Donald A. Ranard


He was lying on his back in the field behind old man Jackson’s place, watching faces and figures form and fall apart in the late afternoon sky, when the siren went off. It was civil defense week at school, and there’d been drills every day for the past three days. But this was the first one after school, and it sounded different. In school, you knew what to do. You ducked under your desk, put your head between your legs, and—the joke went—kissed your butt goodbye. But what were you supposed to do out here in the middle of an empty field?
He looked over at Buzzy, sitting cross-legged next to him. Buzzy threw down the corn-silk cigarette he’d been rolling and jumped to his feet. “That’s no drill, Ronnie—that’s the real thing! You better get on home!” He took off running. “You’re lyin’, Buzzy,” Ronnie shouted after him. Buzzy looked back at him and yelled, “Run, Ronnie!” before disappearing into the woods.
He was pretty sure Buzzy was hiding behind a tree watching him. Buzzy was two years older and always pulling something. His father had a small grocery store in town, and one Saturday afternoon he talked Ronnie into taking a coffee across the street to Southern States, to one of the old geezers who whiled away their days there, going on and on about the “gubmint” and refighting the war—the civil war. The old man took the lid off the Styrofoam cup and studied it for a moment before showing Ronnie the contents. Inside was a… turd. He peered at Ronnie with his watery pale blue eyes. “Now, son, did I ask for a hot cup of shit or a hot cup of coffee?” he said, with the tiniest twitch of a smile, and Ronnie knew the old man was in on it.
Well, I’m not gonna fall for it this time, he told himself as he marched across the field. But the siren didn’t let up, and he felt the stirrings of panic. What if Buzzy wasn’t lying? It was October 1957, and the Russians had just put up that thing in space. What was it called—Spooknik? And the adults were scared—you could tell, even though they tried not to show it. Just last week, standing in line at Bodine’s Five and Dime, he’d heard some farmer in bib overalls tell the cashier, “They’ll be droppin’ bombs on us like kids droppin’ rocks on cars from a freeway overpass.”
He stepped up his pace, and then, giving into the fear, broke into a run. He looked up at the sky, half expecting to see it, the thing that scared him more than anything, the terrible mushroom cloud, rising slowly until it filled the whole sky, turning day into night.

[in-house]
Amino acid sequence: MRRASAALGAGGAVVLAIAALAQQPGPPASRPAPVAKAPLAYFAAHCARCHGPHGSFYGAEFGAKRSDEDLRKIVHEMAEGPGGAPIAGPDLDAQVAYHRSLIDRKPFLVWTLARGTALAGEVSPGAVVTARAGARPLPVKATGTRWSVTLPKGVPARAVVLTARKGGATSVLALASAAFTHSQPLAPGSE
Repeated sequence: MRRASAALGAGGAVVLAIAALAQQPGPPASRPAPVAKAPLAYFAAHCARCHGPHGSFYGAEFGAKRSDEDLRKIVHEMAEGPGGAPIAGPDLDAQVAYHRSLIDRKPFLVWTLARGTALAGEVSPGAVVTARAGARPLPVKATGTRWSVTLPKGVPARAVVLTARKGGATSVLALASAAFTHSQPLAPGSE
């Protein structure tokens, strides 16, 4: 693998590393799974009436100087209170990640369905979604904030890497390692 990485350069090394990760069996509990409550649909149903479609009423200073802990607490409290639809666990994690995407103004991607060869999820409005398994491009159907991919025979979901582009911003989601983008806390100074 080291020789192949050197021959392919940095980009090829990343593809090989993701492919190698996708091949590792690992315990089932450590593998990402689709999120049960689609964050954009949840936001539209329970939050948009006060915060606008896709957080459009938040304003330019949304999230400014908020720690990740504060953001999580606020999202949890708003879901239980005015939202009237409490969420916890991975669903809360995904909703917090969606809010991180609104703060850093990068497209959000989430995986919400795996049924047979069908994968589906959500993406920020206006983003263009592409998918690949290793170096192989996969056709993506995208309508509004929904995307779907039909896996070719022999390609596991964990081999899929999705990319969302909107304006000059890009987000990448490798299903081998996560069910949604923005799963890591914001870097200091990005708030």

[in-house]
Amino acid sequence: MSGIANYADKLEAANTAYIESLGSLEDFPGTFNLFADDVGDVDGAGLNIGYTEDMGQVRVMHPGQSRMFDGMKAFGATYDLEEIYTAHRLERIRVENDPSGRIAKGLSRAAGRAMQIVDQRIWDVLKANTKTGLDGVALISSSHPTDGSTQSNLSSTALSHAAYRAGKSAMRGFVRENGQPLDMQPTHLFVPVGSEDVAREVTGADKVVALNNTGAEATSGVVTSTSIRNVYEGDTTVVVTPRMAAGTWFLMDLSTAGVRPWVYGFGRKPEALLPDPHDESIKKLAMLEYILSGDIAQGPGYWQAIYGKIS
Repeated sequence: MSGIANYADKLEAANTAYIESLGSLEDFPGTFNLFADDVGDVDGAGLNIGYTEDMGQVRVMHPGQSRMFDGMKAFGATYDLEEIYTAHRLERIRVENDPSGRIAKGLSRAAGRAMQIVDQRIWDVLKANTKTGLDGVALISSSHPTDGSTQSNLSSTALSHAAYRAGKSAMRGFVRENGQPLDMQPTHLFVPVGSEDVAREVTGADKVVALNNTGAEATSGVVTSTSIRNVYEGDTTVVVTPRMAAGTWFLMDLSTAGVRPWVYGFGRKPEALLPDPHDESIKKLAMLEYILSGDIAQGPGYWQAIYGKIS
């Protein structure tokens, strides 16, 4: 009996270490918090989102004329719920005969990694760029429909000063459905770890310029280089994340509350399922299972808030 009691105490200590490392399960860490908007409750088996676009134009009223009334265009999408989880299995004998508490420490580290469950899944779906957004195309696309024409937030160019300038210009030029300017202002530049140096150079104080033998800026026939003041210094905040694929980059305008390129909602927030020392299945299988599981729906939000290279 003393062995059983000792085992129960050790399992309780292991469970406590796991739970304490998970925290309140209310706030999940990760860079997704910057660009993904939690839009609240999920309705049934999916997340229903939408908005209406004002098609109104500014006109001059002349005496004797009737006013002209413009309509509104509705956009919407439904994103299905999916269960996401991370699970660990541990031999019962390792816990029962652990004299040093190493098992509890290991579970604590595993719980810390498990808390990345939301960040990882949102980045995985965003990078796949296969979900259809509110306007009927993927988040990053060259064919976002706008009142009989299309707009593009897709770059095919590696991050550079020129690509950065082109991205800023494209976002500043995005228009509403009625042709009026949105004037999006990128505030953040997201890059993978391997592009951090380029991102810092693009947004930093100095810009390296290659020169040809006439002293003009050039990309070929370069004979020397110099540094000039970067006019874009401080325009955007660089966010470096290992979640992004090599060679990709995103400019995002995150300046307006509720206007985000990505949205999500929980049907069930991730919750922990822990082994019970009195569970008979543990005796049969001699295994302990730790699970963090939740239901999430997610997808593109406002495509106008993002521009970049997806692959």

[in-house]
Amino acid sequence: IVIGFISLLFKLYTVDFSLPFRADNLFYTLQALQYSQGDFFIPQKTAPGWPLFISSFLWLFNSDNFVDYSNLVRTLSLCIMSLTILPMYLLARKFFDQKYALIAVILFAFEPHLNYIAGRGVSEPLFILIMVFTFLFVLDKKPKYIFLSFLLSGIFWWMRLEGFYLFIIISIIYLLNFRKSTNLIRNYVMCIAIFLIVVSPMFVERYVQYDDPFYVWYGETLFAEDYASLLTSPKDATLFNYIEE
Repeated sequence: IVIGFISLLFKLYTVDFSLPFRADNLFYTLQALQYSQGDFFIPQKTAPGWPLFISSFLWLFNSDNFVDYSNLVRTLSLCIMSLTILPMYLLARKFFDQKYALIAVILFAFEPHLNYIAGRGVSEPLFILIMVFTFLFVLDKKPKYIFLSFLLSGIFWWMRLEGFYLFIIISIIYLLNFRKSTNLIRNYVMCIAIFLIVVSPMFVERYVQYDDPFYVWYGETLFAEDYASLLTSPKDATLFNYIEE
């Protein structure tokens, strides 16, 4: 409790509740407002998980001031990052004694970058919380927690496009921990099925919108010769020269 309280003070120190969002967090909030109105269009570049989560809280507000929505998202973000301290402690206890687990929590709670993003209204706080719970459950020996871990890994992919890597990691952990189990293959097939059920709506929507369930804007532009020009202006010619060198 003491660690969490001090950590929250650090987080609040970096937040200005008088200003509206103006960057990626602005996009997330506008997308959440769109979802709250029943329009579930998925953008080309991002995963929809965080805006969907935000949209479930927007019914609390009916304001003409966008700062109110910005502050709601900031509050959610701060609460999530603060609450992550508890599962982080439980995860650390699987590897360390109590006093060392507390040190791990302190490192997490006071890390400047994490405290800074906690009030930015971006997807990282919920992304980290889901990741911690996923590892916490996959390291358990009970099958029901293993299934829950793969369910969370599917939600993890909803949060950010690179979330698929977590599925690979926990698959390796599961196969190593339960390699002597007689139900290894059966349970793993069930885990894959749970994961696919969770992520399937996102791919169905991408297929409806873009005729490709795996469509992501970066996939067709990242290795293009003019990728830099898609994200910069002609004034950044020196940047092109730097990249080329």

Oh God. Please not that. Anything but that.
He entered the house through the side kitchen door and became aware of three things: Perry what’s-his-name—Coma?— on the radio, singing “Catch a Falling Star”; the smell of dinner in the oven; and no Mom.
He stepped into the living room.
No answer.
On the other side of the room, the basement door was open.
He crossed the room and shouted down the stairs. “Mom!”
“I’m down here.”
Her voice sounded normal. Everything was okay!
Wait, she was in the basement—maybe she hadn’t heard the siren.
Then he realized something: There was no siren.
Had it just now stopped? Or had he just now noticed it?
He started down the stairs when the phone rang.
Maybe it was Dad, with news. He raced back to the kitchen and lifted the receiver from the wall. “Hello?”
“Run, Ronnie, run,” Buzzy said, chuckling. “See Ronnie run.”
“I knew you were lyin’.”
“Sure you did. Puck, puck, puck.”
He slammed down the receiver.
He went back to the basement door, reaching it just as his mother appeared at the top of the stairs carrying the laundry basket filled with clean folded clothes.
“Where’ve you been?” She looked at him. “Is something wrong?”
“Are you sure?”
“That siren—what was it for?”
“They’re just testing the sirens. Didn’t they tell you at school?”
“I don’t know. I don’t remember…”
“Honey, you need to pay more attention…Oh my God, the meatloaf!” She thrust the laundry basket at him. “Be a sweetheart and take this up to your room for me, will you?”
Upstairs, Ricky was on the bedroom floor, playing with the toy soldiers. It was Americans versus Germans, on opposite ends of a blanket, bunched up to form hills and valleys.
Ricky looked up. “Hi, Ronnie. Wanna play?”
“Okay.” He put the laundry basket down. “I’ll be the bomber.” He extended his arms out and made a low droning sound: “Errrrrrrrrrr.” He circled the blanket and then swooped down. “Bombs away! Duck and cover! Oh, no! It’s an A-bomb! Not that! Anything but that!” He made the whistling sound of a falling bomb. “KABOOOM!!” He grabbed the blanket and flung the soldiers across the room. “Everybody’s gonna die! We’re all fuckin’ gonna die!”
Ricky stared wide-eyed up at his brother. Then he jumped to his feet. “You said a bad word! I’m gonna tell!” He ran out of the room and down the stairs, yelling, “Mooommm!”
“Run, Ricky, run!” Ronnie shouted after him. “See Ricky run!”

Donald A. Ranard is an award-winning writer whose work has appeared in The Atlantic, New World Writing Quarterly, Vestal Review, The Journal of Compressed Creative Arts, The Washington Post, The Best Travel Writing, and many other publications. His play, ELBOW. APPLE. CARPET. SADDLE. BUBBLE., was named one of three finalists in Veteran Repertory’s 2021 playwriting contest. Based in Arlington, VA, he has lived in 10 countries in Asia, Europe, and Latin America.